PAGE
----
It would seem that the role of specialist performers at Purchase made a huge difference – and one that only became clear when its virtues are absent. Even in the most impressive moments, the specific components of Mayr’s music can seem a bit commonplace – until they’re infused with the relevance of whatever dramatic situation is at hand. And such relevance is greatly enhanced by hearing everything that’s going on in the orchestra, which was enabled greatly by the period-instrument Teatro Nuovo Orchestra. Supposedly, period orchestras appropriate to a romantic-era opera (50 or so pieces) can’t be heard in New York City unless John Eliot Gardiner is visiting. Not so anymore.
The Teatro Nuovo orchestra even had the long-outdated serpent (a tuba ancestor). The less varnished timbre of the instruments, particularly the brass, made the orchestral writing incredibly visceral, and having some highly expressive principal woodwind players contributed enormously to the total effect of the more introspective passages.
The pit-orchestra arrangement was somewhat circular: Some players actually faced each other – not unlike some of the arrangements Nicholas McGegan had for Handel operas in this theater back in the days of the Pepsico Summerfare. Clearly, the arrangement was in the interest in playing with a kind of chamber-music interaction since there was no traditional conductor: Jonathan Brandani cued the singers from the cembalo while first violinist Jakob Lehmann looked after the instrumentalists, some of whom shuttled in and out of the raised orchestra pit to enable any number of highly effective offstage effects. There are few conductors that I trust more than Luisi (who is on the Dynamic recording). But is it possible that even he got in the way?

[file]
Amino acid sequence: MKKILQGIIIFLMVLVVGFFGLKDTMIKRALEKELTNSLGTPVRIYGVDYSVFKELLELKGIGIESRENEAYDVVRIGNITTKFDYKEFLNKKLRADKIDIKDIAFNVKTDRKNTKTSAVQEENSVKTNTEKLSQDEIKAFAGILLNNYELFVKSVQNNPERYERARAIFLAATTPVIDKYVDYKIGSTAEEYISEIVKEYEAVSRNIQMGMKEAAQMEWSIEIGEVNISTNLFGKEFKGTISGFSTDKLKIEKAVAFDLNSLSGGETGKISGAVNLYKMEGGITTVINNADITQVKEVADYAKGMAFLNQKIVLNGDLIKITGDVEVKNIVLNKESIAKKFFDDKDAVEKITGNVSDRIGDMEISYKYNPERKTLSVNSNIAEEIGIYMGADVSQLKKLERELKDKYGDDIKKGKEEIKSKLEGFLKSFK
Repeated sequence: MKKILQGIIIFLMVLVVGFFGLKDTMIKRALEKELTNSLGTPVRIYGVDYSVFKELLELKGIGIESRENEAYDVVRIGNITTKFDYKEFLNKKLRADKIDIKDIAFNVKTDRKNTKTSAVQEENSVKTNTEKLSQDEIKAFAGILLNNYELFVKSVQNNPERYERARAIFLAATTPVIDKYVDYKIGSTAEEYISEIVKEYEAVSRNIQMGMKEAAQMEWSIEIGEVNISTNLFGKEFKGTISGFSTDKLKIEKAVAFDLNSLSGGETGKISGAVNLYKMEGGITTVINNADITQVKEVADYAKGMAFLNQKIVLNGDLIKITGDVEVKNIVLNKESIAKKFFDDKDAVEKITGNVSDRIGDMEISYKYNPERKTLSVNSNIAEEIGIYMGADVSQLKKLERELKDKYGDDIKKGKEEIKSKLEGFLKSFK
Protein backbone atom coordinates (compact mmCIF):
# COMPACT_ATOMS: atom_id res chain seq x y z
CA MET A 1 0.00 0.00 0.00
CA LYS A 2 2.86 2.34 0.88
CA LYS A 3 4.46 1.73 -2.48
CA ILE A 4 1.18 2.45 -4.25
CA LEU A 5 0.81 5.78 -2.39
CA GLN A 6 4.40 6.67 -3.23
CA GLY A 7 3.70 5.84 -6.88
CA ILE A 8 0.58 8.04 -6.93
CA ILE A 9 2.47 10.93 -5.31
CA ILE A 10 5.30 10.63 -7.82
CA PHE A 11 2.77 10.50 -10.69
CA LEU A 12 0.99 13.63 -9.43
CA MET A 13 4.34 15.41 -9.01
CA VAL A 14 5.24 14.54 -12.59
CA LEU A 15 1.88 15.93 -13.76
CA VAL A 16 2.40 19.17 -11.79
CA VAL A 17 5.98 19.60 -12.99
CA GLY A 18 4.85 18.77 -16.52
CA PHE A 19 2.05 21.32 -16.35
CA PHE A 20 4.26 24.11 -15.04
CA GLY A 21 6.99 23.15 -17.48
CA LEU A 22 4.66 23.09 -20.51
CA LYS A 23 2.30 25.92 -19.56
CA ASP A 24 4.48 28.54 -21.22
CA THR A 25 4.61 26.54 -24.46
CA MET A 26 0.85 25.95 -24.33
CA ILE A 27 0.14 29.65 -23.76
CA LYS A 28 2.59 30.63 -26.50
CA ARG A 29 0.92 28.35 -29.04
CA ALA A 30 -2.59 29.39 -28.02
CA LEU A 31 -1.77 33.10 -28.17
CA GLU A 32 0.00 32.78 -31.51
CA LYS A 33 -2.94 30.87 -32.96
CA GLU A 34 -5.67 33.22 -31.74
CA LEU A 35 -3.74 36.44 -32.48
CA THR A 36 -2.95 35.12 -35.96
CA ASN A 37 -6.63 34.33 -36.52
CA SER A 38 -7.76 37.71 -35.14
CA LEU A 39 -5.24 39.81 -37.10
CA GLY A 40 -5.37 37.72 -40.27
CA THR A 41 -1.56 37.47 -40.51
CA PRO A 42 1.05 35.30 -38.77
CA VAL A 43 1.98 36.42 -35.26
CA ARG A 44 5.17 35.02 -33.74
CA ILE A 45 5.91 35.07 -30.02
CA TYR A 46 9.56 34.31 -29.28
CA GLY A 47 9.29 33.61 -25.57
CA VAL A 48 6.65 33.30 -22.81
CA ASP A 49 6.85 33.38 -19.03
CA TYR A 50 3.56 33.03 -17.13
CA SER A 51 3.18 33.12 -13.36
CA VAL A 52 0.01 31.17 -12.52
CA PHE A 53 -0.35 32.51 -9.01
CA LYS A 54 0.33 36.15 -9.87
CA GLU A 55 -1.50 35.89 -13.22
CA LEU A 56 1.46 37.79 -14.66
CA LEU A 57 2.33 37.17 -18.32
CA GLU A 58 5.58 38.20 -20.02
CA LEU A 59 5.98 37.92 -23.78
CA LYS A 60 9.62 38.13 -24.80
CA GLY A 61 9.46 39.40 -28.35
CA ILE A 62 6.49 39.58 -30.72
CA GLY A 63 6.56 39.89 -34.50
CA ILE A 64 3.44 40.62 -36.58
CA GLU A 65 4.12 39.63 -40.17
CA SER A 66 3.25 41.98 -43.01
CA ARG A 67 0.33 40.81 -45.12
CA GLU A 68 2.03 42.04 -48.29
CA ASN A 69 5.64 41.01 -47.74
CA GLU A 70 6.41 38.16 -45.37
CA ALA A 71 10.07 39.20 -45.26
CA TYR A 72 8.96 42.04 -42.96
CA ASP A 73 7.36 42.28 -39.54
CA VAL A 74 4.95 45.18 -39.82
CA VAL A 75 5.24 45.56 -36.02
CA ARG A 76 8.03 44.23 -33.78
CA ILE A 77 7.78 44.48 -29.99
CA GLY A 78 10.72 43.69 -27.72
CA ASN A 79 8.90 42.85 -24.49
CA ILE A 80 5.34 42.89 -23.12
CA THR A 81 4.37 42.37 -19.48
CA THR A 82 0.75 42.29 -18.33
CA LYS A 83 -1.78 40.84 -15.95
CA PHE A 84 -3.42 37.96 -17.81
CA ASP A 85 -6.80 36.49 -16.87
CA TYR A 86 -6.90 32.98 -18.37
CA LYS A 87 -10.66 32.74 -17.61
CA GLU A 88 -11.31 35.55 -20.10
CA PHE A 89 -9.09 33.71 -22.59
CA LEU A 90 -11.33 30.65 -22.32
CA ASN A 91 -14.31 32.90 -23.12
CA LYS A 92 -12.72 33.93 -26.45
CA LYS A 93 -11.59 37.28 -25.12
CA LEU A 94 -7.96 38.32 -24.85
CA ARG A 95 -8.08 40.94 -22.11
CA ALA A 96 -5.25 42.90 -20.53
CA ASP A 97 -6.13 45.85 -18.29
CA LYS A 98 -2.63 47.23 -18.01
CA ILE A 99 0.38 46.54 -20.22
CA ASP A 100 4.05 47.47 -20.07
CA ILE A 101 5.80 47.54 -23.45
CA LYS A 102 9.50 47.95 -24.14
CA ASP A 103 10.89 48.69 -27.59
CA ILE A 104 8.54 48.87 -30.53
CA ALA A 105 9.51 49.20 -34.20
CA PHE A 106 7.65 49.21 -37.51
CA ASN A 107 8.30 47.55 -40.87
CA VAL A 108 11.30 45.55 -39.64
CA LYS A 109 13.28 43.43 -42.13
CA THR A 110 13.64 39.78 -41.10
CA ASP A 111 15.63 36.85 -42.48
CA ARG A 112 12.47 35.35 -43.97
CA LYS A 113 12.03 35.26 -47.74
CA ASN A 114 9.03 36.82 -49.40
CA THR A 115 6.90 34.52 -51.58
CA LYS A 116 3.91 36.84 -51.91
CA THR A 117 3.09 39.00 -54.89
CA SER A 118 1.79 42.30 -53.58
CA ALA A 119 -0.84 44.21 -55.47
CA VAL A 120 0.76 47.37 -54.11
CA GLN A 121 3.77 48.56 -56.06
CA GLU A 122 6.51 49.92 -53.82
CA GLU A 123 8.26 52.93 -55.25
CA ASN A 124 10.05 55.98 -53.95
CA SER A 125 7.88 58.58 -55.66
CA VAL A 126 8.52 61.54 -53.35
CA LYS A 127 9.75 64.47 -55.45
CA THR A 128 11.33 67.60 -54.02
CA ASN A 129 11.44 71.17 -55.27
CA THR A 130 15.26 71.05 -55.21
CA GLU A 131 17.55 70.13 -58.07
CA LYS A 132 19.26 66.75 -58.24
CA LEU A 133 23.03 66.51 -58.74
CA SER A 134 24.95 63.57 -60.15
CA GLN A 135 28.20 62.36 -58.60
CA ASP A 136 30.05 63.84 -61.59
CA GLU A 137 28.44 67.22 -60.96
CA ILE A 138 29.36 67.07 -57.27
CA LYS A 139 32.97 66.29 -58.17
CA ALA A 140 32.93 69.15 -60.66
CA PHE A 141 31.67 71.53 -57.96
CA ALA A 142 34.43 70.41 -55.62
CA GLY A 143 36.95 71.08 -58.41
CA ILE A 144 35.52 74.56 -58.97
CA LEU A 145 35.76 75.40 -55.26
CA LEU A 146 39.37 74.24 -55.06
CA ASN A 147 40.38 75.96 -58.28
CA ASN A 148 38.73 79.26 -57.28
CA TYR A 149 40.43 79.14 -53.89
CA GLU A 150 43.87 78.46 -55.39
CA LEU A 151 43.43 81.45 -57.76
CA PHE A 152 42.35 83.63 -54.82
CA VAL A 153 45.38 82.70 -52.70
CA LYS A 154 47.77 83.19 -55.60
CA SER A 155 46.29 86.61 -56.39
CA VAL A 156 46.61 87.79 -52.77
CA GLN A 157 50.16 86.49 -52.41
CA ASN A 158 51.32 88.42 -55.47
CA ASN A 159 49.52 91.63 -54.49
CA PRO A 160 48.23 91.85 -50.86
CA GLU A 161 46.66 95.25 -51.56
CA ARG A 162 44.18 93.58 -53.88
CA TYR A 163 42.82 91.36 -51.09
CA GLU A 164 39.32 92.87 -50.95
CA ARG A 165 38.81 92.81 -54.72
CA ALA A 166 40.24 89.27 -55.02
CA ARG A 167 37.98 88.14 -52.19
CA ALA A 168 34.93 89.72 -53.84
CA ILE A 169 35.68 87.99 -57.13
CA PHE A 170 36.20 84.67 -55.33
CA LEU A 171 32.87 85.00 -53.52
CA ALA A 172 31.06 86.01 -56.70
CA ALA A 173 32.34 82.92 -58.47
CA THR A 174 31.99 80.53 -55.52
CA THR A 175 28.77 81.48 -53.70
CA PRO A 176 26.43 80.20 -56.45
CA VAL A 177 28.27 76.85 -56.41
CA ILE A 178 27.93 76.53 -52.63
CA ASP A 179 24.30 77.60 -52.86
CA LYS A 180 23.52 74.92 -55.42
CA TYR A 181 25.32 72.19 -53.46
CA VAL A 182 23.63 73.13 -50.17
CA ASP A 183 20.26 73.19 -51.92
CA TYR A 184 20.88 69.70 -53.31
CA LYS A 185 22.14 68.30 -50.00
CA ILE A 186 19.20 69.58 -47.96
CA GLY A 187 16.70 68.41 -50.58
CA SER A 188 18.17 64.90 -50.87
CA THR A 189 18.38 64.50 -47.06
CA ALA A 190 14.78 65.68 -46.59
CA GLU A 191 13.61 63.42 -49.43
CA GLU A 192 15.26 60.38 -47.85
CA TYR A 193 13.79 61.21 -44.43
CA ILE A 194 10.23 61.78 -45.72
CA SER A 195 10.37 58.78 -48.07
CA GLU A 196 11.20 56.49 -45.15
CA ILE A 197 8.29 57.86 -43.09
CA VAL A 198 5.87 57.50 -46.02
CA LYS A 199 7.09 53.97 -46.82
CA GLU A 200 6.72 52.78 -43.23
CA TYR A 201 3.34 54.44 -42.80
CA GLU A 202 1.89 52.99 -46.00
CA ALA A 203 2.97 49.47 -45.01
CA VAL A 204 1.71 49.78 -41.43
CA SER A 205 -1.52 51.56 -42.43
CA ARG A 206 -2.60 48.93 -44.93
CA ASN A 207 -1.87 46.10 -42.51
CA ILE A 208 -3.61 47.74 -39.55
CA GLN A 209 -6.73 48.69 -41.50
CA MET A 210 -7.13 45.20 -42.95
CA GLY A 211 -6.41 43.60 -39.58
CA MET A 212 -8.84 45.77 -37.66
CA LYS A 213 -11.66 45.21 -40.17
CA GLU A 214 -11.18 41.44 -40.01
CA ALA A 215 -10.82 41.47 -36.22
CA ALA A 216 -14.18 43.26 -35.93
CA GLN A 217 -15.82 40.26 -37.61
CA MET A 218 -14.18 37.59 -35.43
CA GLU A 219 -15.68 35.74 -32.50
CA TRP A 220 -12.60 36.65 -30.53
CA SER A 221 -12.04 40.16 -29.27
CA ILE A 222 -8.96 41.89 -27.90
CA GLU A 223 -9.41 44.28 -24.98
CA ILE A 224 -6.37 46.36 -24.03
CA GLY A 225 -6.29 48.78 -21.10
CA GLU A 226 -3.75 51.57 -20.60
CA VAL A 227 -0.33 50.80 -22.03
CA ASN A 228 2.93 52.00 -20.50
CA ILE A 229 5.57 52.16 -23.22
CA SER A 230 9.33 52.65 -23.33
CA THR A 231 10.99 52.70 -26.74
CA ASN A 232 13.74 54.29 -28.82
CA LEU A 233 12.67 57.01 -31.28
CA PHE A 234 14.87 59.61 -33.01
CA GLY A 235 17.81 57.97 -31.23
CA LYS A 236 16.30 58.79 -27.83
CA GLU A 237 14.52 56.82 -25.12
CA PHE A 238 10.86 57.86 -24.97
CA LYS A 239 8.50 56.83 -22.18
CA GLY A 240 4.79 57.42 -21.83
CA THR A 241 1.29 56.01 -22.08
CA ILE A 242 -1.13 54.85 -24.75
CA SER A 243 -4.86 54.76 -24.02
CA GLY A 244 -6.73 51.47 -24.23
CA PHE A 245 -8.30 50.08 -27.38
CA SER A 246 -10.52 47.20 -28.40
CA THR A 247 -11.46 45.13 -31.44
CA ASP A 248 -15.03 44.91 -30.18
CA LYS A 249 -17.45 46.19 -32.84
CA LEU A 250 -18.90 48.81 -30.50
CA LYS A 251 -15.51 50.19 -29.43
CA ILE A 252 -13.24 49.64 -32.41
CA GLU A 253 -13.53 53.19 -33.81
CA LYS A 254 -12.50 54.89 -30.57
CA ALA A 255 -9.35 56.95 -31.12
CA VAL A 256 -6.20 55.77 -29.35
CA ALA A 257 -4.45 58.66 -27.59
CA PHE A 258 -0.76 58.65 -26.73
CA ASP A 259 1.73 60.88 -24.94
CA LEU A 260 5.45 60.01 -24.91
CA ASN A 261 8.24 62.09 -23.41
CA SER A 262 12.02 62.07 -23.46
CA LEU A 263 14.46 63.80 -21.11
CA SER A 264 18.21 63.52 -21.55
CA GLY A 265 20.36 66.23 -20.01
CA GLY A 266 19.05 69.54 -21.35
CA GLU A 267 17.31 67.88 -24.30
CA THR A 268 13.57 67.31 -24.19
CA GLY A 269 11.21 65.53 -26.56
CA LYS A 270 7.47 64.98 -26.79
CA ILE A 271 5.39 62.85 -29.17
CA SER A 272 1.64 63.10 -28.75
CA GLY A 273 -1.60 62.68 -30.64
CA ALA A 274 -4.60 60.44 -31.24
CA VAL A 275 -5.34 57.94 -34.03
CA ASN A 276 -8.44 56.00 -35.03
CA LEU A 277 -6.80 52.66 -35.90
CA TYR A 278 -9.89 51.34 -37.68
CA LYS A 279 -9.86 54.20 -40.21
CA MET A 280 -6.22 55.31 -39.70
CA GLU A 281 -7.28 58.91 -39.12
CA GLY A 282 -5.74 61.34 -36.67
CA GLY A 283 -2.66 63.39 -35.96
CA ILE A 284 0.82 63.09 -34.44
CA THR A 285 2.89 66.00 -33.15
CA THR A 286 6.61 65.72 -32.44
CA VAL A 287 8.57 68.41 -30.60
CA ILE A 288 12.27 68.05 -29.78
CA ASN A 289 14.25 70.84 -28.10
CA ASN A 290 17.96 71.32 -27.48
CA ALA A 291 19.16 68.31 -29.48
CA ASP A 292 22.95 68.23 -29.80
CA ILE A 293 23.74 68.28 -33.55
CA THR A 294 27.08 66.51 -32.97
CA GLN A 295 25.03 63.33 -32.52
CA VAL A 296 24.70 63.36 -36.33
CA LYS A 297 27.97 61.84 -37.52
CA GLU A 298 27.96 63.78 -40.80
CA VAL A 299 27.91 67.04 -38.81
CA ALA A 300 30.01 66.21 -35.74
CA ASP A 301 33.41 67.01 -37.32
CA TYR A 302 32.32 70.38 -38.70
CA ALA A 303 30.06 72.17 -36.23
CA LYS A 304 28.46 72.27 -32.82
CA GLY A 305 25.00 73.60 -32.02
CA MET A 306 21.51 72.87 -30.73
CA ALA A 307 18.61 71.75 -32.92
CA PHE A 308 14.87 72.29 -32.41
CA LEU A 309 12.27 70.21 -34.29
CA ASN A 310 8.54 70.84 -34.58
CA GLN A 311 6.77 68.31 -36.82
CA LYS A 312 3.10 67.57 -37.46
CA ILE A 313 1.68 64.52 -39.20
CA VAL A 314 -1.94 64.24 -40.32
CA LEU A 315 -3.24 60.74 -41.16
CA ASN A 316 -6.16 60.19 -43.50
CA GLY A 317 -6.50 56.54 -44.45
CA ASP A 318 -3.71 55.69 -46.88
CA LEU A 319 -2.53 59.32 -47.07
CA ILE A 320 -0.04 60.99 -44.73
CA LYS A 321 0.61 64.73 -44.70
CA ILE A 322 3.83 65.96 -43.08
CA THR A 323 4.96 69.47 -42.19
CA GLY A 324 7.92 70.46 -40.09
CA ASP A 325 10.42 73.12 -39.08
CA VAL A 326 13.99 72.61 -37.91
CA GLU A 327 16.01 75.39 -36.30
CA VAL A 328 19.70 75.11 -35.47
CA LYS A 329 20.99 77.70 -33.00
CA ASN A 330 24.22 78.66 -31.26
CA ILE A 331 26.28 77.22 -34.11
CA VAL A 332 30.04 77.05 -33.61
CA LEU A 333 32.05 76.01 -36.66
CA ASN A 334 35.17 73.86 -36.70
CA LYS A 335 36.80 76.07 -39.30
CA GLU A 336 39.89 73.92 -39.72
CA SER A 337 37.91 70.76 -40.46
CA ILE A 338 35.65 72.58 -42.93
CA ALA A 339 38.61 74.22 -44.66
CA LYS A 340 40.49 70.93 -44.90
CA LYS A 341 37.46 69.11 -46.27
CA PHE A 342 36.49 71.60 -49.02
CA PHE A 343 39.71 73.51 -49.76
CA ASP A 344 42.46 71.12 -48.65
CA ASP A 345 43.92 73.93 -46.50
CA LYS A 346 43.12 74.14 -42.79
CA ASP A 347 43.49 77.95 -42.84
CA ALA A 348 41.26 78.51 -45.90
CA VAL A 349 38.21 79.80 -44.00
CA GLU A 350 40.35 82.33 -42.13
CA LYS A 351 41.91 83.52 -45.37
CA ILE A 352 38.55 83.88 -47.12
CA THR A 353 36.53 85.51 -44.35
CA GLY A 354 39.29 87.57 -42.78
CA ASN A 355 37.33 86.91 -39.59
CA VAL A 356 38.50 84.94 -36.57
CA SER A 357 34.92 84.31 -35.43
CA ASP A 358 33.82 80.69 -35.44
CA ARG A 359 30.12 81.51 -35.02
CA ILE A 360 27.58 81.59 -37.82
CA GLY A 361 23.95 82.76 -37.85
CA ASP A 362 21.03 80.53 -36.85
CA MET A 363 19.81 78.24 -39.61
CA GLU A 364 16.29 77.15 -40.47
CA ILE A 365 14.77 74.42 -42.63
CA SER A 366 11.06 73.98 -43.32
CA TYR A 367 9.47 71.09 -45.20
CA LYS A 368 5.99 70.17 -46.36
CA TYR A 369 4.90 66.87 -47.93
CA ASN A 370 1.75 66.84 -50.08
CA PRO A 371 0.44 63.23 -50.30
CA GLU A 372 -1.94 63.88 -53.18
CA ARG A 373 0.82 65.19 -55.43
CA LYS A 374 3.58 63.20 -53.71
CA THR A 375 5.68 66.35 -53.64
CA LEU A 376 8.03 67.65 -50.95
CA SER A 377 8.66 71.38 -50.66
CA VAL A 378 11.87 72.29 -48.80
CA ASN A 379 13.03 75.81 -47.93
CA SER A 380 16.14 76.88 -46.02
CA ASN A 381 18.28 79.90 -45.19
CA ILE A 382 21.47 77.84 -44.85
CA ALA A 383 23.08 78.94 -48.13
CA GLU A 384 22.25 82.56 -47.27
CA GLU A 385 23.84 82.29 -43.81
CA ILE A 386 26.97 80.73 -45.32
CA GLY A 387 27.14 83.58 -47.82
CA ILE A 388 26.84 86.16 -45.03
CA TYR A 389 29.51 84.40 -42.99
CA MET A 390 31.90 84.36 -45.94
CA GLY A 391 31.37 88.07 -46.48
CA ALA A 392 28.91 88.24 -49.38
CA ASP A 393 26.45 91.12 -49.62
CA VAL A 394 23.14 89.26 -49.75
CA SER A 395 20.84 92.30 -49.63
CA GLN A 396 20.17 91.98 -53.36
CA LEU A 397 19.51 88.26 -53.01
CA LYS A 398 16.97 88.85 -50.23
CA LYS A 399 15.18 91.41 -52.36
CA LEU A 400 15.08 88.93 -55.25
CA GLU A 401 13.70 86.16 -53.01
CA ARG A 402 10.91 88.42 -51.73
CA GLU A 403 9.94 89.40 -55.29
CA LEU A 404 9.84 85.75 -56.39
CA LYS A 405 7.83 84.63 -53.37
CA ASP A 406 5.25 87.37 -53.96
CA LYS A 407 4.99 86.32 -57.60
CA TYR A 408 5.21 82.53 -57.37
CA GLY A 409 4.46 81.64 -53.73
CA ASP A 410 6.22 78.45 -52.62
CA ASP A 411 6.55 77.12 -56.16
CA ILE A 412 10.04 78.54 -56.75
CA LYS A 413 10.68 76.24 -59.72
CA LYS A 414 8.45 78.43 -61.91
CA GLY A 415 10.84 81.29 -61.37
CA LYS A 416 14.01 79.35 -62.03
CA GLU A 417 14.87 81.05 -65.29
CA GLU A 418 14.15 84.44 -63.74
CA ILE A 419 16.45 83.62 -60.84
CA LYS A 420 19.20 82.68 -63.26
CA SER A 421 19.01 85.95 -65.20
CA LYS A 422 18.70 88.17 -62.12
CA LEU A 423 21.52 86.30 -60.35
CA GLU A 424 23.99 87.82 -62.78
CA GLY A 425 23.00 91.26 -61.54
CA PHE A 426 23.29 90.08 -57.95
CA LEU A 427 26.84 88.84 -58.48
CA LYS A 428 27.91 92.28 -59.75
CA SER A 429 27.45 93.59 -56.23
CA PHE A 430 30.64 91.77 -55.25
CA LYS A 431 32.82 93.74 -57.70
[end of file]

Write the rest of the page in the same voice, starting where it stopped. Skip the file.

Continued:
Comparisons with recordings also showed that responsible singing is essential. You’ll notice I didn’t say great singing: Medea isn’t a star vehicle in the bel canto sense, but had to have been created on the assumption that the singers would be first class. Even when the Teatro Nuovo cast wasn’t vocally distinguished, the singers knew what they were about, dramatically and stylistically, plus knowing how the two can fuse together. And much of the singing was indeed distinguished. Coloratura tenors don’t grow on trees, but Derrek Stark (Jason) seems to be the real thing .Elena Snow (Ismenel) is a mezzo-soprano to watch. The obligatory second tenor in this genre was the lyrical role of Egito, sung by Mingjie Lei with a soft-grained tone and lyricism that had to have walked off with the hearts many in the audience.
The right singer in the central role is, of course, essential and that would be Jennifer Rowley. She has been making her name in roles such as Tosca. She stood in for Sonya Yoncheva in a high-profile concert performance of Tosca this spring with Yannick Nezet-Seguin and the Philadelphia Orchestra. I was there, and a steep growth curve was apparent between those first and last performances: Vocally capable but theatrically unsophisticated on opening night, Rowley evolved by the third performance into a Tosca any international opera house would want.
Medea in Corinto is far more challenging on every level. The role is longer and requires far more vocal athleticism. Once warmed up, Rowley sailed through the dips, curves and dramatic crises with a lush tone and temperamental fearlessness. As each new horror unfolds in the opera’s plot, Mayr and Rowley seemed to conspire to telegraph to the audience what was around the next corner – and make you dread it all the more. Good! If Rowley hasn’t yet had a career-making performance, this is it. This hearty Cleveland girl has playfully referred to herself as La Rowley (in reference to the 19th century show of respect to great divas). But she has now earned that title. One can call her La Rowley without irony.
Medea in Corinto cast with period orchestra taking bows